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Cancer is a disease caused by the uncontrolled division and survival of abnormal cells in a particular part of the body.When this type of abnormal cell growth occurs within the Gastrointestinal (GI) tract, it is classified as GI cancer. There are 5 major types of Gastrointestinal Cancer:

Colorectal Cancer starts in the colon and/or rectum. They are grouped together as they share many similar features. Most colorectal cancers begin as noncancerous, or benign, polyps on the inner lining of the colon or rectum.2 Individuals diagnosed with a chronic inflammatory bowel disease (IBD) are at approximately twice the risk of developing Colorectal Cancer, as compared to people in the general population.3

Liver Cancer starts within the cells of the liver. While other cancers may affect the liver, only cancers that begin in the liver are classified as liver cancer, also known as Primary Liver Cancer. The most common type of liver cancer is Hepatocellular Carcinoma.2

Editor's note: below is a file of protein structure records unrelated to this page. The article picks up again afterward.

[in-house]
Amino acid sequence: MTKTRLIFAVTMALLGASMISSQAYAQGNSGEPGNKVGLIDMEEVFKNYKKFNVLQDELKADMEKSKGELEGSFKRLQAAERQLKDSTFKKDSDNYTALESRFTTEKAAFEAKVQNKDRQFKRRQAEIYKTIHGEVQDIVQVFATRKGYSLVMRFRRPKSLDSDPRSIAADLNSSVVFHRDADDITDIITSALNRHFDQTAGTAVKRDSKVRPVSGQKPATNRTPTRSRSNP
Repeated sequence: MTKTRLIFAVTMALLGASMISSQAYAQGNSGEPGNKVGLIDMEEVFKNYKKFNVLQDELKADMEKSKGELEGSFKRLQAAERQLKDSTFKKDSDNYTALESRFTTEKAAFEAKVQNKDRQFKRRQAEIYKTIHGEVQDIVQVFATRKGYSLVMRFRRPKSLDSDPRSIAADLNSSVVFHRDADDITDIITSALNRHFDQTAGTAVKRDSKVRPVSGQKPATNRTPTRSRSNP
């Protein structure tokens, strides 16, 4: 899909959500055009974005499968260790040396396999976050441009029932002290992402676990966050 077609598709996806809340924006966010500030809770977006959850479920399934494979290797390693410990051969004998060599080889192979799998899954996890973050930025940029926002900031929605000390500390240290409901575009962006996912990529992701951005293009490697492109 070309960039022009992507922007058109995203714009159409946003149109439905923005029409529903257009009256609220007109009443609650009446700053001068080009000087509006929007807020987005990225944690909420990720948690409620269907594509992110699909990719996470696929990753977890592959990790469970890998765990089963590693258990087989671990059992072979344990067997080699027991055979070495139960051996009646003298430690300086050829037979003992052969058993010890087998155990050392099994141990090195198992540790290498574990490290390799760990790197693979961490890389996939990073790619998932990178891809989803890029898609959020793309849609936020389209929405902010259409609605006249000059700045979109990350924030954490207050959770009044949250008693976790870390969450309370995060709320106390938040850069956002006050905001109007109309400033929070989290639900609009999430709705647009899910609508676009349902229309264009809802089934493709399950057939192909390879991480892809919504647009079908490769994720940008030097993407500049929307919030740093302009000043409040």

Gastric Cancer starts in the stomach. While Gastric Cancer, also known as stomach cancer, can develop anywhere within the organ, most stomach cancers typically develop in the mucus producing cells in the stomach’s inner lining, known as Adenocarcinoma.2 

Pancreatic Cancer starts in the tissue in the pancreas. The pancreas sits directly behind the stomach and is responsible for the production of enzymes for digestion and hormones to regualte blood sugar levels. There are two types of cells present in the pancreas, exocrine and endocrine, both of which form different types of tumors.2

Esophageal Cancer occurs in the esophagus. The esophagus is a hollow, muscular tube, directly behind the trachea (windpipe), that helps move food from the back of the throat to the stomach.2

Other types of GI cancers include: Anal Cancer, Small Intestine Cancer, Gastrointestinal Stromal Tumors (GIST), Gallbladder Cancer, and Biliary Tract Cancer.2 A small percentage of gastrointestinal cancers are genetically inherited. 

Gastrointestinal cancers are more likely to develop in men, and that risk increases with age. Studies have linked these cancers to cigarette smoking, alcohol consumption, and unhealthy diets.

Specific underlying conditions may result in tumor growth, like gastroesophageal reflux disease (GERD), Helicobacter pylori infection, diabetes, inflammatory bowel disease, hepatitis B or C virus infection, or hepatic cirrhosis.4